One Rock, One Canyon, One Railway . . . 10 *Billion* Flies

Groovy Grape Tour Bus at Coober Pedy, South Australia

The title of this post comes from a caption I saw on a postcard while I was traveling through the Outback, & trust me, it pretty much sums up the entire experience!

Aboriginal Rock Art at Yourambulla Caves, South Australia

About a week after Heather & Adam departed from Adelaide it was time for me to begin my 7 day / 6 night tour “up the guts” of Australia to the red centre.  As has often been the case during my travels, I was both excited & nervous.  I knew Heather had gone on an almost identical tour with another tour company last winter & she had survived unscathed, so that gave me courage.  Then again, who was I kidding, Heather is a *much* better camper than I!  I knew my fears were well-founded when halfway through the trip our tour guide gathered us all around & with a grave face, warned, “We’re heading into the desert now.  If anyone doesn’t like snakes or spiders, I can put you on the next bus back to Adelaide.”  WHAT?!  I *specifically* asked for the spiderless, snake-free Outback tour when I booked this gig!  I bet Oprah didn’t have to deal with this crap! 😉

Of course I knew there would be some critters in the desert, I just hoped they’d stay far, far away from me & my swag.  *Then* he tells us, in that laid back, no worries attitude perfected by Aussies & Kiwis:

“If you get bit by something in the middle of the night, wait 5 minutes before you wake me.”

“Wh- Why, Whales?!”  That was the name of our tour guide – Whales.

“Because if it’s poisonous you’ll be dead after 3 minutes & there’s no point in waking me up for that.”

Oh, riiight – makes sense . . . um, remind me why a city girl like me decided that an Outback camping trip would be a *good* way to spend her holiday?!  Thank goodness for the Royal Flying Doctor Service & travel medical insurance, but I was really hoping I wouldn’t have to use either!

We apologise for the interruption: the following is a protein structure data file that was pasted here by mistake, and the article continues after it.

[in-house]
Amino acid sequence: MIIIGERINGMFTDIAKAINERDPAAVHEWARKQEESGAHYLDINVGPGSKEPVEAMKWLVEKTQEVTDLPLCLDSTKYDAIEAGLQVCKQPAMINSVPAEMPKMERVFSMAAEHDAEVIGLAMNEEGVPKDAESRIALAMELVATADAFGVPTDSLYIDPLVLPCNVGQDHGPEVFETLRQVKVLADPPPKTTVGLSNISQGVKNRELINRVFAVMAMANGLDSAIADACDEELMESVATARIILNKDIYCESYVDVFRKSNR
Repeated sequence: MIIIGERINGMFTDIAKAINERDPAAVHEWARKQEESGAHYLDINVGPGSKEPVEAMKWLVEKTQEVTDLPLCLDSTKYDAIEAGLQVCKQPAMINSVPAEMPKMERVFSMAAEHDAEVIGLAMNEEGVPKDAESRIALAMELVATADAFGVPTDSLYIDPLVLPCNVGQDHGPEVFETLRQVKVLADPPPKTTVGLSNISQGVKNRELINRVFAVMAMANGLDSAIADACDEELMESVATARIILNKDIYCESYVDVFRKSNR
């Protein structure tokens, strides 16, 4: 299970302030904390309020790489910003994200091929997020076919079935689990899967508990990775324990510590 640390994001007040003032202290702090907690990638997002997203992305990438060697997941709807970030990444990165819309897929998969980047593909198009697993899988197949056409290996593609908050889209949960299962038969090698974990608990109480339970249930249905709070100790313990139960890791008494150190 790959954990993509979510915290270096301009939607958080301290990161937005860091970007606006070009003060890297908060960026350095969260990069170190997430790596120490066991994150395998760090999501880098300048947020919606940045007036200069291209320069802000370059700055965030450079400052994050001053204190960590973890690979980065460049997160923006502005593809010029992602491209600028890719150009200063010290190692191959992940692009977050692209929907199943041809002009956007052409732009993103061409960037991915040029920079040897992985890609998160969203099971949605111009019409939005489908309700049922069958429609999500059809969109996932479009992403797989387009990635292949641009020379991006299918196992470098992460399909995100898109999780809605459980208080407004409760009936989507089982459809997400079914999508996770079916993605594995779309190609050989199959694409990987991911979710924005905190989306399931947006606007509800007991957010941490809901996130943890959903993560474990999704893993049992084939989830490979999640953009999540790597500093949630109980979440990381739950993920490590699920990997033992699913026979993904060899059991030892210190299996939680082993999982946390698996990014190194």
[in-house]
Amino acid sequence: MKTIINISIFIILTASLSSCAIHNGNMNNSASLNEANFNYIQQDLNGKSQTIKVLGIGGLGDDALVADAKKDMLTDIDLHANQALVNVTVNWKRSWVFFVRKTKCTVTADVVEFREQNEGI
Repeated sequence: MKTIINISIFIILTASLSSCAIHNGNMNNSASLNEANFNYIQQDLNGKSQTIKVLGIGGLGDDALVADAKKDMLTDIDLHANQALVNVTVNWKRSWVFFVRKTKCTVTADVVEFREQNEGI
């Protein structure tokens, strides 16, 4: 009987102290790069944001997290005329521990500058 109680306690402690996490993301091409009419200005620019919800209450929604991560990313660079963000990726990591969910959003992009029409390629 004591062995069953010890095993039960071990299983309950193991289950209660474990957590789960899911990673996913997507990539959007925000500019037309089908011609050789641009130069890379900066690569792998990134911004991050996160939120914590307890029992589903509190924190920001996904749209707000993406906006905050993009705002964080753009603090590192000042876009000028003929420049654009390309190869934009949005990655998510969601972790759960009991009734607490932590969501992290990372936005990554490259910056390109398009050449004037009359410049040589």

Sunset at Uluru, Northern Territory

Well, I have to admit that swags are not a bad way to camp assuming the critters actually do stay away, which for the most part they did.  It’s pretty cool to be able to look up from your pillow & see the southern cross star in the clear desert sky.  Out there, in the peaceful stillness that can only be found in a place as remote as the Outback, the moon is so bright it serves as a reassuring night light all night long until the sun rises to greet you the next morning.  Hmmm, maybe this wouldn’t be so scary after all . . .

Swags - yes, we really slept in them!

. . . So, I was fortunate enough never to see a snake in the Outback, but I did see some type of black creepy-crawly on the corner of my swag during our first night of camping.  No big deal – I calmly brushed it aside & went back to sleep.  OK, stop right there; If you read that last sentence without busting a gut then you probably don’t know me very well.  In actuality I stifled a scream, punched at the swag to get the thing as far the hell away from me as possible & then buried my head as far down into the swag as I could.  Have I mentioned that there are no zippers on the top part of that thing?  Shortly thereafter I found out why when I began to notice the lack of oxygen & had no choice but to expose myself to the elements once again.  Staying calm in scary situations is a real strength of mine – I come from a very long line of super calm & not at all neurotic people on my mother’s side of the family – you know who you are! 😉  While I’m amazed & grateful that I didn’t encounter more little buggers during my trip, I was unfortunate enough to spot mice around our campsites on multiple occasions – ewwww! 😦  So in conclusion, I really loved the Outback.  No, really!  I did!!  Just not the bugs. 0:-)

In all honesty, of all the pests we encountered during our tour, the flies were the worst offenders.  Brushing them away is fruitless because as soon as you do they land right back again.  Stubborn little #$!@#&!  Your only real recourse is an Aussie flynet which at least prevents you from inhaling/ingesting any suicidal buggers.  At $10, it tops my list for best value for the money of anything I’ve bought on holiday before or since.  It’s probably also the most stylish. 😉